The amount of money Norfolk County Council spends on repairing potholes has been revealed in a new study.

A recent investigation highlighted Norfolk as one of the councils to fork out the most for repair work out of all the counties in the UK, spending a total of £5.7 million in the last three years. 

A freedom of information (FOI) request found that the council spent £2,218,611 on pothole repair in 2021, followed by £1,424,918 in 2022 and £1,900,091 last year. 

Eastern Daily Press: Norfolk County Council forked out £1,900,091 for pothole repairs last yearNorfolk County Council forked out £1,900,091 for pothole repairs last year (Image: Newsquest)

But south of the border, Suffolk County Council's highways department spent £10.5 million on repairs in the 2022 and 2023 financial year.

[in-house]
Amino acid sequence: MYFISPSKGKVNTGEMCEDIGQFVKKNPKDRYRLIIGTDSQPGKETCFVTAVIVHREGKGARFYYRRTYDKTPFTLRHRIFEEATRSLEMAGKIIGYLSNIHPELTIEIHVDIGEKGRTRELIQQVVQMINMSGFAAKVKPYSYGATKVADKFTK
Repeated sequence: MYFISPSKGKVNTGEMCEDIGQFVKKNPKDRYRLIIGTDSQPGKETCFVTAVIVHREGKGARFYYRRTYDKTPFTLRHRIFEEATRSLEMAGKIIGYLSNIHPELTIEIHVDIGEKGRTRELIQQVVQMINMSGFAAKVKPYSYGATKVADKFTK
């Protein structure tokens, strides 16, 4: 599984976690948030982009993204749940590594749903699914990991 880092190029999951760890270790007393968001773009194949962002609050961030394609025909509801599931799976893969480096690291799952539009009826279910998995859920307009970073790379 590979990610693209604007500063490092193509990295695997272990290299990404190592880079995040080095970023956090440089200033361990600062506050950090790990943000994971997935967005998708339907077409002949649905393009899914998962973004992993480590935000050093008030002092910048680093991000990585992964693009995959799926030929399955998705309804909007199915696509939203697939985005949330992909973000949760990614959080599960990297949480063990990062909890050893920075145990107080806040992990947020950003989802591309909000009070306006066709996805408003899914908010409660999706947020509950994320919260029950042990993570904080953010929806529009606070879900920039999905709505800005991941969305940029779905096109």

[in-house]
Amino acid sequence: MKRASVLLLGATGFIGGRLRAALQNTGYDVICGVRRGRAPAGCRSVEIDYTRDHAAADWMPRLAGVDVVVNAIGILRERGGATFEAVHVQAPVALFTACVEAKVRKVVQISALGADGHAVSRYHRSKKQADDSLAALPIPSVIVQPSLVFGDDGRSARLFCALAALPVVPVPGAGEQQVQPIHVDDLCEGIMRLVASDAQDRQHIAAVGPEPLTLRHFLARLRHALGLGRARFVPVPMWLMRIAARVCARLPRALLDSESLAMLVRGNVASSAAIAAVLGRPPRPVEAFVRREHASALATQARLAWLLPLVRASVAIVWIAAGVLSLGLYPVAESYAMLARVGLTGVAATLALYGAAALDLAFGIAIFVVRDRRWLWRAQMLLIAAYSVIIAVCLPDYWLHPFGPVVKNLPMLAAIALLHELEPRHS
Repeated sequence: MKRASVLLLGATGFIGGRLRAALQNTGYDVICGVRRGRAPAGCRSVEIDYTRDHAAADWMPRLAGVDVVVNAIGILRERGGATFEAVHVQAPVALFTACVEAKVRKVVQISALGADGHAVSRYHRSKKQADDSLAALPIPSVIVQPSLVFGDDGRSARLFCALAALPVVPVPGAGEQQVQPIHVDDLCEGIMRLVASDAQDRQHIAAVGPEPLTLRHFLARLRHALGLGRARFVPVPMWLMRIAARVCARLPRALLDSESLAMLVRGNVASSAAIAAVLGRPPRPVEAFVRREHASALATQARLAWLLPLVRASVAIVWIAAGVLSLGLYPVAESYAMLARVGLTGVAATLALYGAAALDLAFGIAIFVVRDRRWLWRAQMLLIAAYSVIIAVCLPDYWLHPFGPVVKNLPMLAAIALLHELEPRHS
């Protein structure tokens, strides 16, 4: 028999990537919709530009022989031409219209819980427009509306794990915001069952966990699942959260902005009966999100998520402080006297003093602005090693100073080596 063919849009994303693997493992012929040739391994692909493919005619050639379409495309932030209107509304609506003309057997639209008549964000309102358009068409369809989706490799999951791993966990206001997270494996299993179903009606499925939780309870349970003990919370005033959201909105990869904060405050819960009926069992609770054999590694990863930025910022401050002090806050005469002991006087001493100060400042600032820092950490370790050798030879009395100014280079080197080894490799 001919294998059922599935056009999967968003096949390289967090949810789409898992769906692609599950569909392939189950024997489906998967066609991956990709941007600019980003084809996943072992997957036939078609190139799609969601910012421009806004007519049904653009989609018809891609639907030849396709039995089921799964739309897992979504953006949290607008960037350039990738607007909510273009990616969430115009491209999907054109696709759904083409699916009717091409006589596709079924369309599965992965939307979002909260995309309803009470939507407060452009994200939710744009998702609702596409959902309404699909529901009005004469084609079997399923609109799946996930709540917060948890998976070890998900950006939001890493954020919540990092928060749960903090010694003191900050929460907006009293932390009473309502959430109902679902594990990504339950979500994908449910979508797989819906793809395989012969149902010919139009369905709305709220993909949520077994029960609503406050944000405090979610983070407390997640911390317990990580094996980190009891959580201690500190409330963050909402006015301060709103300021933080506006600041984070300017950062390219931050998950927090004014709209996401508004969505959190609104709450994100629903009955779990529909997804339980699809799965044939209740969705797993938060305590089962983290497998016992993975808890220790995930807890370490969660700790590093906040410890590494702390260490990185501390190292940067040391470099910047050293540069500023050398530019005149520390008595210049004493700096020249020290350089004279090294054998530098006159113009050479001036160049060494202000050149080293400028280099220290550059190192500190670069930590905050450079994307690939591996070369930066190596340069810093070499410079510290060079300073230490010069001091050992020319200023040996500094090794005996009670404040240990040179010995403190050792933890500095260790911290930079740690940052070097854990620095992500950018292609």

The previous year, £9.3 million was spent.

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A council spokeswoman was keen to emphasise that this expenditure could not be used as a direct comparison because other authorities "record costs in different ways".  

Councillor Graham Plant, Norfolk County Council's cabinet member for highways, said: "We have a responsibility for over 6,000 miles and with such an extensive network of rural roads, high usage and bad weather, it is an inevitability that they will occur."

Eastern Daily Press: Graham Plant said potholes were an inevitabilityGraham Plant said potholes were an inevitability (Image: Norfolk County Council)

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The FOI request - led by personal injury firm LegalExpert - also discovered that Norfolk Council has paid out a total of £57,351 in compensation relating to damage specifically caused by potholes since January 2022.

The automotive company RAC said it attended a seven-year-high of pothole-related breakdowns in 2023. 

This year alone has seen 83 potholes reported to the council.

Mr Plant added: "Where we receive claims for compensation as a result of incidents involving potholes we look at every claim on its merits and if we have met our responsibilities we will certainly defend a claim to protect the interests of Norfolk council taxpayers."